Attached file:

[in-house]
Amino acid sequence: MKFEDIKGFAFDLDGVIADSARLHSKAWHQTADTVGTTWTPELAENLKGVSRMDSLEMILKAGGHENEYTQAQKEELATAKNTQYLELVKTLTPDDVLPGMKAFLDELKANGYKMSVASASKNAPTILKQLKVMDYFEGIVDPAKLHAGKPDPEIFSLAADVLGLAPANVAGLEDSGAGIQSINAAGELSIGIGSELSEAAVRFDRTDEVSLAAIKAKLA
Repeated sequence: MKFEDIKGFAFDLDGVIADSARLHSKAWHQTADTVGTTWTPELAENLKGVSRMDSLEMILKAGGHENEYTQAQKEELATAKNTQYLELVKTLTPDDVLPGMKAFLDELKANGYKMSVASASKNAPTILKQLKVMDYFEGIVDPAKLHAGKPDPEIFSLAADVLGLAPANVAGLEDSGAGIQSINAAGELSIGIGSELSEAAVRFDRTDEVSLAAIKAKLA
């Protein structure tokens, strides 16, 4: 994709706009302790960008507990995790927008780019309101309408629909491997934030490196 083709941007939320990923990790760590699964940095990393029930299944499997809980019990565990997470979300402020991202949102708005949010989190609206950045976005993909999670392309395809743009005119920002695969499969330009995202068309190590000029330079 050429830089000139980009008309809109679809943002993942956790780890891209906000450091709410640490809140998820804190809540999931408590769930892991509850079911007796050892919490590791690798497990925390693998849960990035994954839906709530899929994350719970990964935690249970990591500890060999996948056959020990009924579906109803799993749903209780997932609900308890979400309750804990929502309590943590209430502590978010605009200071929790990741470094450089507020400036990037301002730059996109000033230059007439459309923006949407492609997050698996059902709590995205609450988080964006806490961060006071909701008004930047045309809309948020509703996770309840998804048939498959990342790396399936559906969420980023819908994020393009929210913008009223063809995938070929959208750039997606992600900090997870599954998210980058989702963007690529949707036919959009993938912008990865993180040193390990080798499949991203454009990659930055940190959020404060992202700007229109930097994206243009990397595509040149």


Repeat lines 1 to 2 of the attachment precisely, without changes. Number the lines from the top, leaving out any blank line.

[in-house]
Amino acid sequence: MKFEDIKGFAFDLDGVIADSARLHSKAWHQTADTVGTTWTPELAENLKGVSRMDSLEMILKAGGHENEYTQAQKEELATAKNTQYLELVKTLTPDDVLPGMKAFLDELKANGYKMSVASASKNAPTILKQLKVMDYFEGIVDPAKLHAGKPDPEIFSLAADVLGLAPANVAGLEDSGAGIQSINAAGELSIGIGSELSEAAVRFDRTDEVSLAAIKAKLA